I thought this was normal.
I thought everyone was like that… they found something which gave them meaning and direction in their life, took it by the horns and ran with it until they’d brought it to fruition or they’d grown tired of it.
Once these phases of hyper-drive passed, I was usually left with a sad little hole -a loss of meaning- in my life and frequently, a few weeks or months of mild level depression.
Again, I thought this was normal. I thought EVERYONE was like this and that I was just really bad at dealing with life when I had no ‘passion’ driving me.
I WAS WRONG. WRONG–> WRONG–>
“When you’re galloping along at a great speed, it is better than any drug you can ever take…” – Carrie Fisher on having a bipolar high.
None of this was ‘normal’ – it was classic bipolar symptoms. And the failure of antidepressants to ease my pain was further evidence.
I *might* be bipolar II was the message that I came away with.
Believe me when I say that I wasn’t just settling for one, douchy diagnosis.
Chapter 3, in Which I Get A Real Psychiatric Diagnosis
Things were moving fast.
The weeks were passing and the CEO and HR Manager wanted to have a meeting with me about my role. This made me very uneasy – even though, deep down, these were both very nice people and wouldn’t be doing anything awful to me.
I am telling you this because everything seemed to happen at once.
I was having two lots of abdominal surgery and having to recover from that.
I was freaking out everytime I had to see douche-psych.
So I called up our local government mental health department. They put me on suicide watch and got me in to see a psychiatrist.
The psychiatrist was a cool, sensitive guy.
Fairly young, but with a gentle-wise demeanor. Although the first meeting was awkward and long, I felt that I could work with him.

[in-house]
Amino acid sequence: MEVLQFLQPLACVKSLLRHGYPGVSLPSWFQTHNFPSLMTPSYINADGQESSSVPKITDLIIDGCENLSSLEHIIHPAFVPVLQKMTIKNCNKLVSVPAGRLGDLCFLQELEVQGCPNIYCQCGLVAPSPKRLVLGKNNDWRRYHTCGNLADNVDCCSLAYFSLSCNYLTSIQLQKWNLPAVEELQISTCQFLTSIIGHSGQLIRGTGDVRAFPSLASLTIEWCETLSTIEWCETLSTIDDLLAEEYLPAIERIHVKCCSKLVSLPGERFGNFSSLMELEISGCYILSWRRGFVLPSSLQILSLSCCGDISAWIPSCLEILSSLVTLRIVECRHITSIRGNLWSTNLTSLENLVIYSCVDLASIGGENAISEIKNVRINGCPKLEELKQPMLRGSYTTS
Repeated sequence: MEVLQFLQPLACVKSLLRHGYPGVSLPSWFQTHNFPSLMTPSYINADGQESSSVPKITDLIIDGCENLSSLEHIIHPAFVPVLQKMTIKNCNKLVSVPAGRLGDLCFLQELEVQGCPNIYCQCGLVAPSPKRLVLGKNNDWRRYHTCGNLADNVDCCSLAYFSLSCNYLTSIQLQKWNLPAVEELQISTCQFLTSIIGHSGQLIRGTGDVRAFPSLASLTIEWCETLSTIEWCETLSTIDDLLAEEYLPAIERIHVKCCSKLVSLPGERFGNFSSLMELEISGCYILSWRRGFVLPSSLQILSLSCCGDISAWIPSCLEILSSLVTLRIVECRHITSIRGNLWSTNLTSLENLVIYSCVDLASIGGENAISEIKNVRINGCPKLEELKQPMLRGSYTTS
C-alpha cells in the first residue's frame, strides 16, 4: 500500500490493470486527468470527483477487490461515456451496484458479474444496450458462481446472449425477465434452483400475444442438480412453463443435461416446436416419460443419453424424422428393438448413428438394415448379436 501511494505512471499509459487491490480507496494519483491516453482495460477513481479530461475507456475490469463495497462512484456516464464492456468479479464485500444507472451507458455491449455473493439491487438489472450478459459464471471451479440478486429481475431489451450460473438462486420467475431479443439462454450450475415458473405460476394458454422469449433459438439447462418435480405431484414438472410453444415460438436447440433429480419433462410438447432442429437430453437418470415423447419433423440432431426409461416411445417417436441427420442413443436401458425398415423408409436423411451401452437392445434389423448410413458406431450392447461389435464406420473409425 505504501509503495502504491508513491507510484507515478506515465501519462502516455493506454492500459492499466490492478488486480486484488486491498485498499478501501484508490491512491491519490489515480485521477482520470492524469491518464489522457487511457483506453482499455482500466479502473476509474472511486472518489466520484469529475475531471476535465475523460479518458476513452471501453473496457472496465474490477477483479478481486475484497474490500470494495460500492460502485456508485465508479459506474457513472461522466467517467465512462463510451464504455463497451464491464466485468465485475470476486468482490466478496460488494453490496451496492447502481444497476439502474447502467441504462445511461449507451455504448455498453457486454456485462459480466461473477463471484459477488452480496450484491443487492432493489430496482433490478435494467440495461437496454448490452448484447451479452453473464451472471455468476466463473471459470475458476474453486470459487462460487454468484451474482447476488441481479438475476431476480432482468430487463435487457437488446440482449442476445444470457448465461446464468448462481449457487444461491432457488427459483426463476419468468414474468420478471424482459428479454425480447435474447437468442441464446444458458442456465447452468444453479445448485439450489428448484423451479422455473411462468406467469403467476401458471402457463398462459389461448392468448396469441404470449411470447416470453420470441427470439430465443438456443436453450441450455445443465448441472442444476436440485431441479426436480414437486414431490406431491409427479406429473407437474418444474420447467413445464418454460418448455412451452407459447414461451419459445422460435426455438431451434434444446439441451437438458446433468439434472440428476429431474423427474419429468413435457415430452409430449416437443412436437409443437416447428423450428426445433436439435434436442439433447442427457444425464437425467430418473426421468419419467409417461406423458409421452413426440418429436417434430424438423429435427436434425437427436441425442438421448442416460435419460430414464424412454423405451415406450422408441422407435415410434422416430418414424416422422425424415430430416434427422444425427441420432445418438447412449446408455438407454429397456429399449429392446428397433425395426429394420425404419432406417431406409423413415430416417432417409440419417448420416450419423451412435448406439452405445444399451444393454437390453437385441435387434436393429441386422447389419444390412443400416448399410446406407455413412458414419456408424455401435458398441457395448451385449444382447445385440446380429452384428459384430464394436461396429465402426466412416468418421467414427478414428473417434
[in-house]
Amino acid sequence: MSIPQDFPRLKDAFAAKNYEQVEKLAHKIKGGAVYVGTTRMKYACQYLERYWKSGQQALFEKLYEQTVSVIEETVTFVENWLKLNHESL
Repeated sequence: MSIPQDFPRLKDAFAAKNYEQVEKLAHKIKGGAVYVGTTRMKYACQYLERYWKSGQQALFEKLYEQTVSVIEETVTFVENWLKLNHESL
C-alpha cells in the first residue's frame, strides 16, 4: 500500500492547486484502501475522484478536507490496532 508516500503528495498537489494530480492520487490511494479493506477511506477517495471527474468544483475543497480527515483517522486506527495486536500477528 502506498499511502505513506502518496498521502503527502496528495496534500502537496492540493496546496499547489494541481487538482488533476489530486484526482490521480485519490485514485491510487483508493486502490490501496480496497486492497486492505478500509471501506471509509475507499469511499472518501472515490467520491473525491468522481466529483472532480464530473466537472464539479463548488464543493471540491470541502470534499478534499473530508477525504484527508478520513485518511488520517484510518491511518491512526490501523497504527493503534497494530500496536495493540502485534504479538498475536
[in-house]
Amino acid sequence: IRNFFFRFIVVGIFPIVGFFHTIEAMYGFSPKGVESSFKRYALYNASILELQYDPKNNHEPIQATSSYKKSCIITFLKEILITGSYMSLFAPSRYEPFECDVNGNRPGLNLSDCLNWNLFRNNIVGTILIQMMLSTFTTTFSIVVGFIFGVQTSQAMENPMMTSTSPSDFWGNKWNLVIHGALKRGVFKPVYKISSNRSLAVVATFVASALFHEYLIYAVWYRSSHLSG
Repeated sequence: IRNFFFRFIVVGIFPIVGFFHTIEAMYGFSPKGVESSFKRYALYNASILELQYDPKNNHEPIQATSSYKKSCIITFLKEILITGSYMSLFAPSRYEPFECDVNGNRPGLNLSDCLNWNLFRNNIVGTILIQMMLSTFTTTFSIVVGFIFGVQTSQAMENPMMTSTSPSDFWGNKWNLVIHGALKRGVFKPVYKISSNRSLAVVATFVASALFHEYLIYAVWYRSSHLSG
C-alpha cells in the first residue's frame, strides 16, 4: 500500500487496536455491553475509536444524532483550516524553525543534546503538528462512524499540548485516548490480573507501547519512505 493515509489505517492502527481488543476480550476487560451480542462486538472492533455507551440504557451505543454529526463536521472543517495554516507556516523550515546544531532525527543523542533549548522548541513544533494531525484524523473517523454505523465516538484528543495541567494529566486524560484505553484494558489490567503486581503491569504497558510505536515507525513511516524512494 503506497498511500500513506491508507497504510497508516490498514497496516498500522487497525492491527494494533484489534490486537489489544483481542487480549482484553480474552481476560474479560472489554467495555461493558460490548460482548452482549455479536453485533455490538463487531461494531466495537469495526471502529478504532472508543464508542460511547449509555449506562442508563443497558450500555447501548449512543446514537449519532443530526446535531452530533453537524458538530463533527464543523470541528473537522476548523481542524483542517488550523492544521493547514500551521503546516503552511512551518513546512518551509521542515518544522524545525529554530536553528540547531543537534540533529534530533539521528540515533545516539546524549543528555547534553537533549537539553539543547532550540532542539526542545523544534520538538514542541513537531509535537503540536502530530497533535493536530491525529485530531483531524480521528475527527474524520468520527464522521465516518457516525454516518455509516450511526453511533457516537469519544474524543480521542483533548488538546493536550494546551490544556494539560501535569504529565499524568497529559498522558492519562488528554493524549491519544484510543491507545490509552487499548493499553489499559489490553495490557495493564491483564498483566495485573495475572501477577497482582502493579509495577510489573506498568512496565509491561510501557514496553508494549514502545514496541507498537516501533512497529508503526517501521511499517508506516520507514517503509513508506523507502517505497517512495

He confirmed the bipolar II dignosis, and on my second visit, recommended that I try Quetiapine on a low dosage.
As usual, I Googled this drug and there’s every side effect known to humanity appearing before my eyes. The most common being WEIGHT GAIN and intense drowsiness.
In between my first and second visits with the psych, I had the dreaded meeting by phone with the CEO & HR.
It was not nice.
The message they sent me was a hard, cold slap in the face: there was no room for me to be ill or faff about getting used to a medication that would make me sleep half the day.
They wanted to remove me from the director’s position and wanted me back at work ASAP.
They were ‘in crisis’.
I was devastated and totally non-functional.
Worst thing of all, during the phone call, I couldn’t speak. I just could not make myself speak or say anything.
I felt like a stroke victim, robbed of muscular and neural control.
This meeting took place on a Wednesday afternoon, via phone.
I thought about suicide for the next 3 days.
If I’d had pills, I would have taken them.
Finally, on the Monday, I woke up ANGRY.
If they (my bosses) wished to be such arseholes after the two years in which I’d worked two jobs for them (incidentally, they saved around $90K per year by NOT employing a manager in the Darwin office and getting their pound of flesh and sanity from me), then I wasn’t going to be pushed around.